stories, besides basement and attic. It contains four run of stones, and has a capacity for merchant work of one
hundred barrels of flour per day. The motive power is furnished by water from the outlet, which has here a fall
of twelve feet. Joseph Neyhart maintained his connection with the firm, which then consisted besides himself of
Daniel Neyhart, about four or five years, when he withdrew, and Frederick, the latter's son, was admitted to partnership.
Llewellyn Smith and John Priest, under the firm name of Smith & Priest, commenced business May 1st, 1878, in
the mill at the middle dam, which affords a fall of ten feet. The mill was built in 1822. It is constructed of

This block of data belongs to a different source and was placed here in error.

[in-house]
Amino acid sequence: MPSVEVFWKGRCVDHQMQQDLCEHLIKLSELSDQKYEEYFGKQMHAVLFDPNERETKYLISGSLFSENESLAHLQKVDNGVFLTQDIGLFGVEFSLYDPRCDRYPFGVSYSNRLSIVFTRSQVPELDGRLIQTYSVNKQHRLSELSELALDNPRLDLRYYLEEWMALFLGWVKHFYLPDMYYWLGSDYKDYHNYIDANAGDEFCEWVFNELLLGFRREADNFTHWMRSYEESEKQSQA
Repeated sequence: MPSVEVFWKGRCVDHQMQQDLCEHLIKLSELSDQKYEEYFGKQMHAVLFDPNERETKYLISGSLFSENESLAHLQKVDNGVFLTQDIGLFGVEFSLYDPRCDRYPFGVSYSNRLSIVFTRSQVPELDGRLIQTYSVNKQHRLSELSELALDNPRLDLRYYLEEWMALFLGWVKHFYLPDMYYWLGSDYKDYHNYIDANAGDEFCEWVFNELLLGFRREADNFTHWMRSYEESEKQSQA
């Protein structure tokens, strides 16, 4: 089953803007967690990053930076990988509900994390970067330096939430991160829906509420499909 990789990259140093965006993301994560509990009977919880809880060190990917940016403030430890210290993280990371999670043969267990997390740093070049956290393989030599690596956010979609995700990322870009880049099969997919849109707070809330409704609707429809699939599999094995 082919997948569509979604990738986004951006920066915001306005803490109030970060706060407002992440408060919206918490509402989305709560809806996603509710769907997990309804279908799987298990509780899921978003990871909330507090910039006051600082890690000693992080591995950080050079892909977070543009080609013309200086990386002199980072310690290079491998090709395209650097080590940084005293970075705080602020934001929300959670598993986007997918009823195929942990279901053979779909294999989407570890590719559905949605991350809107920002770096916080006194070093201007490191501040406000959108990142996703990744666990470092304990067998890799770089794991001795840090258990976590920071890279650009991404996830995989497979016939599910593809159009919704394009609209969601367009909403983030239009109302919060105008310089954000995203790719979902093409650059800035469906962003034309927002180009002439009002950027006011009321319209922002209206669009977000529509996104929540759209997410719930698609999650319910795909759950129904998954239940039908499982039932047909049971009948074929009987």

wood; is three stories high; and contains four run of stones.
Wyatt A. Benham is proprietor of the grist and flouring-mill at the upper dam. The mill, which is built of wood,
was erected on the site of a cider-mill and distillery built by Geo. Hines, and taken away in 1875. It is three
stories high, and contains four run of stones. There is a small saw-mill attached to it which was built by a man
named Dodge. The motive power is supplied by water from the Outlet, with a fall of ten and one-half feet. Enoch
Van Aken is the miller.
THE THROOPSVILLE CHEESE MANUFACTURING COMPANY was incorporated January r6th, 1864, with Erasmus Atwater, Ulysses
A. Wright, Jas. M. Clark, Morton Hosford, Thos. J. Manro, Don C. Wiggins and Milan McCarthy as Trustees, and Ulysses
A. Wright as President; Milan McCarthy, Secretary; and Don C. Wiggins, Treasurer.
The present officers are, Morton Hosford, President; Milan Mc Carthy, Secretary and Treasurer; who, together with